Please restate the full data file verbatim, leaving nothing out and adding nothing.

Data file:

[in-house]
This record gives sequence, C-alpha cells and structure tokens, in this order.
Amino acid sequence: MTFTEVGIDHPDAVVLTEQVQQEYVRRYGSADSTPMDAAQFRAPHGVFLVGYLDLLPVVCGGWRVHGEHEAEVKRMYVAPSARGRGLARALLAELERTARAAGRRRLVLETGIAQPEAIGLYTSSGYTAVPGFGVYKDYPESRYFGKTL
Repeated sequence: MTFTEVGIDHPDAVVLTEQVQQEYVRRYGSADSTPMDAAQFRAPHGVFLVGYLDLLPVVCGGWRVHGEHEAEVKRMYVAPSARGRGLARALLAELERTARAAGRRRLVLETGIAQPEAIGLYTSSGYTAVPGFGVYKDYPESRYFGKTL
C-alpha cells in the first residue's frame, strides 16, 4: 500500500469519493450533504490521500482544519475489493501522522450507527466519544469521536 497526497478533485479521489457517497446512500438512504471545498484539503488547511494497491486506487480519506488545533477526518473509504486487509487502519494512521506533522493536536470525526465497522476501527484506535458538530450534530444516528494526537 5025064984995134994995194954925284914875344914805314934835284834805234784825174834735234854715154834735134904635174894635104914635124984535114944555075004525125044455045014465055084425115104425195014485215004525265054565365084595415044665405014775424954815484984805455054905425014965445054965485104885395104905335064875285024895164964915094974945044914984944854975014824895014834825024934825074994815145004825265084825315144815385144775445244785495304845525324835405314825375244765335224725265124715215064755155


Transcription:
[in-house]
This record gives sequence, C-alpha cells and structure tokens, in this order.
Amino acid sequence: MTFTEVGIDHPDAVVLTEQVQQEYVRRYGSADSTPMDAAQFRAPHGVFLVGYLDLLPVVCGGWRVHGEHEAEVKRMYVAPSARGRGLARALLAELERTARAAGRRRLVLETGIAQPEAIGLYTSSGYTAVPGFGVYKDYPESRYFGKTL
Repeated sequence: MTFTEVGIDHPDAVVLTEQVQQEYVRRYGSADSTPMDAAQFRAPHGVFLVGYLDLLPVVCGGWRVHGEHEAEVKRMYVAPSARGRGLARALLAELERTARAAGRRRLVLETGIAQPEAIGLYTSSGYTAVPGFGVYKDYPESRYFGKTL
C-alpha cells in the first residue's frame, strides 16, 4: 500500500469519493450533504490521500482544519475489493501522522450507527466519544469521536 497526497478533485479521489457517497446512500438512504471545498484539503488547511494497491486506487480519506488545533477526518473509504486487509487502519494512521506533522493536536470525526465497522476501527484506535458538530450534530444516528494526537 5025064984995134994995194954925284914875344914805314934835284834805234784825174834735234854715154834735134904635174894635104914635124984535114944555075004525125044455045014465055084425115104425195014485215004525265054565365084595415044665405014775424954815484984805455054905425014965445054965485104885395104905335064875285024895164964915094974945044914984944854975014824895014834825024934825074994815145004825265084825315144815385144775445244785495304845525324835405314825375244765335224725265124715215064755155